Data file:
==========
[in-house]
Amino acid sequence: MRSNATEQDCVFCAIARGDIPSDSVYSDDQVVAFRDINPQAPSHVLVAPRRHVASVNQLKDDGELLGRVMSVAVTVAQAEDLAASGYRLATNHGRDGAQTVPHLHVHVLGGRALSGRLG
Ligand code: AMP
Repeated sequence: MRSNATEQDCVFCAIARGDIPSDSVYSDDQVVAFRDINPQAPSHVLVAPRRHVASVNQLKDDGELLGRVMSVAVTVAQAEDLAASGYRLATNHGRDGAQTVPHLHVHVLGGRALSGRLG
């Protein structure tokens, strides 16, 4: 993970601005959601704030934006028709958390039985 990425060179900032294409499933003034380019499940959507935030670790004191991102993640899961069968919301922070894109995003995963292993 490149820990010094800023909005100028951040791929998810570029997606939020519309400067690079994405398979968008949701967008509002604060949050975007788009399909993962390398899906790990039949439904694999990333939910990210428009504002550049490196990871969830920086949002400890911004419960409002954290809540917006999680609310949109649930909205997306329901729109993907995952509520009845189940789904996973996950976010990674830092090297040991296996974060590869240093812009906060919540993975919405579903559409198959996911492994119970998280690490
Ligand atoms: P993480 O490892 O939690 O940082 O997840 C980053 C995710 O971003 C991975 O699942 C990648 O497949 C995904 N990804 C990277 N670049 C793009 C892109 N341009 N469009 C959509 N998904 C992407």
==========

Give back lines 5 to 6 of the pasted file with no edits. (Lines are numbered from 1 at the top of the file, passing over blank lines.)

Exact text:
């Protein structure tokens, strides 16, 4: 993970601005959601704030934006028709958390039985 990425060179900032294409499933003034380019499940959507935030670790004191991102993640899961069968919301922070894109995003995963292993 490149820990010094800023909005100028951040791929998810570029997606939020519309400067690079994405398979968008949701967008509002604060949050975007788009399909993962390398899906790990039949439904694999990333939910990210428009504002550049490196990871969830920086949002400890911004419960409002954290809540917006999680609310949109649930909205997306329901729109993907995952509520009845189940789904996973996950976010990674830092090297040991296996974060590869240093812009906060919540993975919405579903559409198959996911492994119970998280690490
Ligand atoms: P993480 O490892 O939690 O940082 O997840 C980053 C995710 O971003 C991975 O699942 C990648 O497949 C995904 N990804 C990277 N670049 C793009 C892109 N341009 N469009 C959509 N998904 C992407």